Druid and (simple weapon) Melee Cleric, both pure class, are two versatile and rather weak choices that your sister would be able to handle, even if highly optimized, and that are very entertaining to play. And you would even contribute an MBA in both cases, for your Bard buddy to shine.
Monk is problematic, you can see it in the new guide. With certain reading and highly optimized it'd be definitely too stronk. Same goes for Feylock and Starlock.

@Alcestis: Pulling punches is odd and not a source of fun to everybody.
It isn't that odd. Plenty of CharOp regulars have played in "normal" games with heavily optimized characters and just held back. Usually makes people pretty happy.

I'll toss out another idea though. Int is covered by the Swordmage and Bard is the party face. So that is Cha and Int covered of the knowledge skills. Leaves Wis and Dex. Play an Avenger or a Predator Druid. Not stepping on any of the newbie's toes, but will be helpful.
But really, it might be better to show them what the game has to offer. Instead of fights dragging on for 2 hours because nobody can hit anything, show them that by making effective choices, they don't have to grind out encounters. Show them the fun of working as a team to overcome obstacles.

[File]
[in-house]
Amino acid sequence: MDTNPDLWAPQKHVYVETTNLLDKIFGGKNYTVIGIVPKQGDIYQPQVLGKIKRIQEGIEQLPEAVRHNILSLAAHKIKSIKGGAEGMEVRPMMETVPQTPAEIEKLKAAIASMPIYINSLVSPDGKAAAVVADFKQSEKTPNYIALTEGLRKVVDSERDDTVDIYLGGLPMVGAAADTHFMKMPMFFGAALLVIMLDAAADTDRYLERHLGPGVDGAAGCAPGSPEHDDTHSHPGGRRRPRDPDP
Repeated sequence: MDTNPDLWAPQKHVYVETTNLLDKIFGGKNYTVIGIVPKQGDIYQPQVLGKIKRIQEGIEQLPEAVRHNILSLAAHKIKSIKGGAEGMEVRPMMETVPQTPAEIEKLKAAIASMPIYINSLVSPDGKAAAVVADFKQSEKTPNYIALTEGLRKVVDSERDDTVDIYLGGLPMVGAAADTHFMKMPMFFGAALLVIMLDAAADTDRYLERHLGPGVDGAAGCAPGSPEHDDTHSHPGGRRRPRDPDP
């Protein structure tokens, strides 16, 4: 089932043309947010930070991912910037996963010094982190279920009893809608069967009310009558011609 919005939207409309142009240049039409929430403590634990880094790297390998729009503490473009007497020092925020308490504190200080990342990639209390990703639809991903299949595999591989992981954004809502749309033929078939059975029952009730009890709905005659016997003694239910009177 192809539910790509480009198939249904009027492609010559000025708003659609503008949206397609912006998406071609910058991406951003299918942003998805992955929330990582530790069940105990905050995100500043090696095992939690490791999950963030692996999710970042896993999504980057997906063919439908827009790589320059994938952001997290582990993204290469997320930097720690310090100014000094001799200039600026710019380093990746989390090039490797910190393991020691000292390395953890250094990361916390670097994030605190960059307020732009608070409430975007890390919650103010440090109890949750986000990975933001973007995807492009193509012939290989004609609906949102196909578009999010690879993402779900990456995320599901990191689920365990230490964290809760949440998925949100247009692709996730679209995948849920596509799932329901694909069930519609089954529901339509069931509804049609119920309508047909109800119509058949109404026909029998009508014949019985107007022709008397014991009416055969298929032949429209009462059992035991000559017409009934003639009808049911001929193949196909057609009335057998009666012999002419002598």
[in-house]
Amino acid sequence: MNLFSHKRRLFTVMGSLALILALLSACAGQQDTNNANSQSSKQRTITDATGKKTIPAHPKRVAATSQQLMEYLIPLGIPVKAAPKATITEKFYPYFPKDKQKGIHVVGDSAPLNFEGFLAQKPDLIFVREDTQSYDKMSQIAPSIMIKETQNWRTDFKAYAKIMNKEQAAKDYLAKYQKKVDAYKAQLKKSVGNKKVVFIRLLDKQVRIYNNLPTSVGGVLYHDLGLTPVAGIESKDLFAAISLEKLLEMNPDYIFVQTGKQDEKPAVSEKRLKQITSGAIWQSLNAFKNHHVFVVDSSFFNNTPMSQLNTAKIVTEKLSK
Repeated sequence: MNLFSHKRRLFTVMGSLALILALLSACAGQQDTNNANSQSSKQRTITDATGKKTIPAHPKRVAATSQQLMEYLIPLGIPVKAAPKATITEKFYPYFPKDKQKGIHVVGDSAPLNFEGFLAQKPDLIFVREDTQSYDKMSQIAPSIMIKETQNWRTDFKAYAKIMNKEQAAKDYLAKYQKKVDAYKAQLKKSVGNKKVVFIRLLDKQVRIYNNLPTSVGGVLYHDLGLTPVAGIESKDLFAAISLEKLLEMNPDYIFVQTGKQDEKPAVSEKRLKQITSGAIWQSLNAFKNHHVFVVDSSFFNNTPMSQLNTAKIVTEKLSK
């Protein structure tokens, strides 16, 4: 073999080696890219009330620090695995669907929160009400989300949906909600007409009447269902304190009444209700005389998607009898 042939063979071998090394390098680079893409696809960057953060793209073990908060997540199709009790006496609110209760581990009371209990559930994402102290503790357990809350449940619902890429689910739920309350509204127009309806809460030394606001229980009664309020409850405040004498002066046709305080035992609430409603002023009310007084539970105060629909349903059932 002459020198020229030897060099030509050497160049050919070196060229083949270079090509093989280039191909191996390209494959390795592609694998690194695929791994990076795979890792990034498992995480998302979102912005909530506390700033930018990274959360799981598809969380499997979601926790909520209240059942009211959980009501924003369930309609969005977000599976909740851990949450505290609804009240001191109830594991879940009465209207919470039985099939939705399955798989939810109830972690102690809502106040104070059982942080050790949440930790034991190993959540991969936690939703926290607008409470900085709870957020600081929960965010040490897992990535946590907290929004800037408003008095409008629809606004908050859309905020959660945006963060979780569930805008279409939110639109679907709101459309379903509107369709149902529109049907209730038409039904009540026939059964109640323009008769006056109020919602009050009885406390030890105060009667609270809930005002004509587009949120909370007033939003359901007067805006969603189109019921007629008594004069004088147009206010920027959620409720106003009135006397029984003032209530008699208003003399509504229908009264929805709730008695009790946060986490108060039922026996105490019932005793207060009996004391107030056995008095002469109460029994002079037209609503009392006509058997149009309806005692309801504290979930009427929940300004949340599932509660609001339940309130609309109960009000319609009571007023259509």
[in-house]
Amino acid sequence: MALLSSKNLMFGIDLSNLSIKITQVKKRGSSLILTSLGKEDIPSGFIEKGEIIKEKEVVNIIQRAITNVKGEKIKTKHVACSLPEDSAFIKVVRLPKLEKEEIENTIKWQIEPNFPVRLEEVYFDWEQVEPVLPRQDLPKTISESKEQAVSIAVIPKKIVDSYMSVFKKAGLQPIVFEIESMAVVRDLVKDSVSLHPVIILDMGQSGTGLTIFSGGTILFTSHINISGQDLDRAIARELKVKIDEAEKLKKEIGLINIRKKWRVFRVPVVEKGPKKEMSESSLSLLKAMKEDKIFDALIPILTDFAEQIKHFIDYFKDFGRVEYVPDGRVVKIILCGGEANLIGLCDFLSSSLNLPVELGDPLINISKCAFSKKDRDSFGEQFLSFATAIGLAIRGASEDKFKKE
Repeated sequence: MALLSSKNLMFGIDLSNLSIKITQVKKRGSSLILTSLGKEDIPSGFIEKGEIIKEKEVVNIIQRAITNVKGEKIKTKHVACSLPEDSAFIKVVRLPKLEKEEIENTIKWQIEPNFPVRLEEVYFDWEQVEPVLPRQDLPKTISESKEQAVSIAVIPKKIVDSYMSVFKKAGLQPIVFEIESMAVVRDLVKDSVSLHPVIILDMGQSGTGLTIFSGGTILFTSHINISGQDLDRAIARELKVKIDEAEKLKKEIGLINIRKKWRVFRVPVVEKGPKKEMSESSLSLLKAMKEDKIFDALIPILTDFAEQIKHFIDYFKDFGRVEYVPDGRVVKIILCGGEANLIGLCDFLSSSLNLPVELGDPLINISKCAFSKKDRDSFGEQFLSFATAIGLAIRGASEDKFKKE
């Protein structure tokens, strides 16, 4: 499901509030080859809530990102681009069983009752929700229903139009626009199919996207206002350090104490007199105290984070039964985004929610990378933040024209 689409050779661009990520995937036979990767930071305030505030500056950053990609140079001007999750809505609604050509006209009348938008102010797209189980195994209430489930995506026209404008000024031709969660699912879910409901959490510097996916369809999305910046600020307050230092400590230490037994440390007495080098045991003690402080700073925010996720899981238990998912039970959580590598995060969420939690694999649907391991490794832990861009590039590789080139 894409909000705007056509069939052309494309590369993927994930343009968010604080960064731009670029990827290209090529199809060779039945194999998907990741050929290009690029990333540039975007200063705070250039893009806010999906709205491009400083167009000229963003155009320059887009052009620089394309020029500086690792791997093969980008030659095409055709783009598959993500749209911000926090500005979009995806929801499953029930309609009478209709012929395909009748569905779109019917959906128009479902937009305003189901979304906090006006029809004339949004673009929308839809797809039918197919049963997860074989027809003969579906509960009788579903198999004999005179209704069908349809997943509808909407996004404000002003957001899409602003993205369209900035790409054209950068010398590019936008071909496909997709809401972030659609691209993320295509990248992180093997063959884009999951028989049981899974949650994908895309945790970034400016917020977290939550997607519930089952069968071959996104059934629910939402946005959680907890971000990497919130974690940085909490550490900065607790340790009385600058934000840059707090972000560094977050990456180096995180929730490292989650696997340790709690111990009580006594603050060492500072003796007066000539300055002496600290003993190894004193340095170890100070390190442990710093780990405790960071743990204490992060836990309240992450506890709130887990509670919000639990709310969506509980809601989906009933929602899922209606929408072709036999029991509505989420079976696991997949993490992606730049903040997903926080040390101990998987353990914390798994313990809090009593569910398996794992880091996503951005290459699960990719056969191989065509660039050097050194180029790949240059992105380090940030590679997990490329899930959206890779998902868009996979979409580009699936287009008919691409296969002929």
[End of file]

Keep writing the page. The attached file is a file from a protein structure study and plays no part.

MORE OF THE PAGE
You can edit posts, btw.
I guess you didn't understand his request. He wants to do his sister a favor. She is the DM and will probably be overwhelmed if he shows his fellow players the power of 1337ness.

@OP:

Druid and Melee Cleric, both pure class, are two rather weak choices that your sister would be able to handle, even if highly optimized, and that are very entertaining to play. 

I did understand his request. I was just suggesting that it might be better to play an effective character in order teach the new players what they can do within the game's structure. Effective doesn't have to mean highly optimized.
Perhaps we've found a use for the Vampire?


He said "but not bad"

I'd suggest a character with decent mobility, defenses, and forced movement ... oh look, the monk guide is being rewritten! Centered Breath, aiming toward Ghostwalker PP.

That was supposed to be a joke.
My last game I played I was an invoker tiefling with some pretty redonk save penalities (like -9 all combat), so I pulled my punches big time. I never used my stuns on solos (that's no fun for anyone), and it ended up being alright. I wasn't as super effective as I could have been, but in the end everyone had fun. Maybe I should focus more on just pulling punches and letting the other players shine than just making a subpar character, still this is a good opportunity to play a fun bad build I wouldn't otherwise.

edit: Oh I may have forgotten to mention we're going to use inherant bonuses to make her job as a DM easier so she doesn't have to comb through magic item lists for loot (she already hates doing that just for making characters). So that will preclude some builds that rely on items, like lightsaber avengers, and cold weapon fighters.
For a new group, I'd build a leader or defender with MC leader and a power swap for an encounter heal to bail someone out if needed. Let the newer players play the strikers. And I'd recommend building a solid character and playing it the best you can. I hate kid gloves.